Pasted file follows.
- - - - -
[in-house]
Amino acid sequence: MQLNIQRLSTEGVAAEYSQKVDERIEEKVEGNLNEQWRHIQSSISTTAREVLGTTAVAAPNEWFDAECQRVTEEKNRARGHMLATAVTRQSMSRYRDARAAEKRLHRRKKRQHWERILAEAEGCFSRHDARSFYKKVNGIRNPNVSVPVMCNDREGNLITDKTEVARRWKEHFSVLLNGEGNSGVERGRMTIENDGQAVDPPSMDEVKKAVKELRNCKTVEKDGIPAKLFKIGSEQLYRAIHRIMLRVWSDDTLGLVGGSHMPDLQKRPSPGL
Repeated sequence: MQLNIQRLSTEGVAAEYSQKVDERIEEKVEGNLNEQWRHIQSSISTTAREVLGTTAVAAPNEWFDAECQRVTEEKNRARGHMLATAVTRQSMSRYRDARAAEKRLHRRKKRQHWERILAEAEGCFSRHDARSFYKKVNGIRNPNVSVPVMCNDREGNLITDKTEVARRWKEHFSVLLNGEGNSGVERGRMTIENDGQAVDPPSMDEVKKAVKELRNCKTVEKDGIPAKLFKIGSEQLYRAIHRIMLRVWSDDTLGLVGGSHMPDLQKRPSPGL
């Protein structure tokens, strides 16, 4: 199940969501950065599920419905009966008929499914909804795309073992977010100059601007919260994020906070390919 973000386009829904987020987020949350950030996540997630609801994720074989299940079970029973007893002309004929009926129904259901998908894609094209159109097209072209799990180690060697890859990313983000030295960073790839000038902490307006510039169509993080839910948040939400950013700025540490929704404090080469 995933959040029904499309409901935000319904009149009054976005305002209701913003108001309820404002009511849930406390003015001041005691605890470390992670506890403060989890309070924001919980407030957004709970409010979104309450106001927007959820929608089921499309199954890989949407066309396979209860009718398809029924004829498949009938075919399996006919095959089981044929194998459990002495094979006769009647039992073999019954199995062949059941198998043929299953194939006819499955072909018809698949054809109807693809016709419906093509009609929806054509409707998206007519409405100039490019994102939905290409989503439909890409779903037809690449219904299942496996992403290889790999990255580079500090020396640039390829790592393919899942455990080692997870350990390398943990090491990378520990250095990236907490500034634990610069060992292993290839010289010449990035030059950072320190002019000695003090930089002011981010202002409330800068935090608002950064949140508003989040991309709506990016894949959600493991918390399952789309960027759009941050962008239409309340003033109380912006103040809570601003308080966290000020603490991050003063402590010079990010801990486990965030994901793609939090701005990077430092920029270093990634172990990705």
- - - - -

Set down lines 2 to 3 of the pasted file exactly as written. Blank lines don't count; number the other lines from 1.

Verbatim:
Amino acid sequence: MQLNIQRLSTEGVAAEYSQKVDERIEEKVEGNLNEQWRHIQSSISTTAREVLGTTAVAAPNEWFDAECQRVTEEKNRARGHMLATAVTRQSMSRYRDARAAEKRLHRRKKRQHWERILAEAEGCFSRHDARSFYKKVNGIRNPNVSVPVMCNDREGNLITDKTEVARRWKEHFSVLLNGEGNSGVERGRMTIENDGQAVDPPSMDEVKKAVKELRNCKTVEKDGIPAKLFKIGSEQLYRAIHRIMLRVWSDDTLGLVGGSHMPDLQKRPSPGL
Repeated sequence: MQLNIQRLSTEGVAAEYSQKVDERIEEKVEGNLNEQWRHIQSSISTTAREVLGTTAVAAPNEWFDAECQRVTEEKNRARGHMLATAVTRQSMSRYRDARAAEKRLHRRKKRQHWERILAEAEGCFSRHDARSFYKKVNGIRNPNVSVPVMCNDREGNLITDKTEVARRWKEHFSVLLNGEGNSGVERGRMTIENDGQAVDPPSMDEVKKAVKELRNCKTVEKDGIPAKLFKIGSEQLYRAIHRIMLRVWSDDTLGLVGGSHMPDLQKRPSPGL